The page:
Standard Mail renewal notices still valid despite changing rate structure & prices

June 9, 2014

By Max Heath
Postal Tips 

Newspapers can save 37%-47% postage

Despite changes in mail processing and pricing over the past decade, the use of Standard Mail for renewal letters is still as valid as when the National Newspaper Association last wrote about this a few years ago. Recent questions from NNA members make this topic worth revisiting.

Such renewals travel in the same mailstream with First-Class letters and get generally equal delivery.


But first, a little history

The U.S. Postal Service revised Customer Support Ruling PS-238, in December 2004, strengthening the use of Standard Mail letter rates for properly prepared renewal notices.

Based on new rules concerning the amount of “personal information” that can be included in Standard Mail matter, the ruling concerns a mythical renewal notice for The Boston Post, used in prior such rulings during the past 20 years. The notice prominently displays the words “Renewal Notice” and encourages the subscriber to renew before his/her expiration date.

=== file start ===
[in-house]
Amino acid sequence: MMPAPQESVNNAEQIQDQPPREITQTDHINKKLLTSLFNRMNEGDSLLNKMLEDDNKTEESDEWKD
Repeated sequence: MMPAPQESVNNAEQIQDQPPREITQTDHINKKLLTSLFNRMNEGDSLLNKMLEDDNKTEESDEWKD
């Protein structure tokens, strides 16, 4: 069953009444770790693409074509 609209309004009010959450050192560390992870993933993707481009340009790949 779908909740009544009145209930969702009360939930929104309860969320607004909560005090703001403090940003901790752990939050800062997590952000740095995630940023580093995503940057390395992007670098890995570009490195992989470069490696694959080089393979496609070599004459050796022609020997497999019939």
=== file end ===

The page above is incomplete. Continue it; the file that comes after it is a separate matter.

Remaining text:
It concludes that a renewal notice with an expiration date of the current subscription, even though “personal information,” is still considered advertising material that contains personal information. “The expiration date is used to relate the addressee directly to an advertised product or service being offered for sale or lease (uninterrupted service of his/her subscription). No other personal information was included in the mail piece. Therefore, the mailing was determined to be eligible for the Standard Mail rates of postage.”

The name and address of the customer (the addressee) and account number are not considered to be “personal information” for mail classification purposes. Also, computer-prepared material is not considered to “have the character of actual or personal correspondence” that would require First-Class postage.

You can read the revised ruling at, the Postal Explorer website. Click on “Customer Support Rulings” then scroll to PS-238 under “Standard Mail.”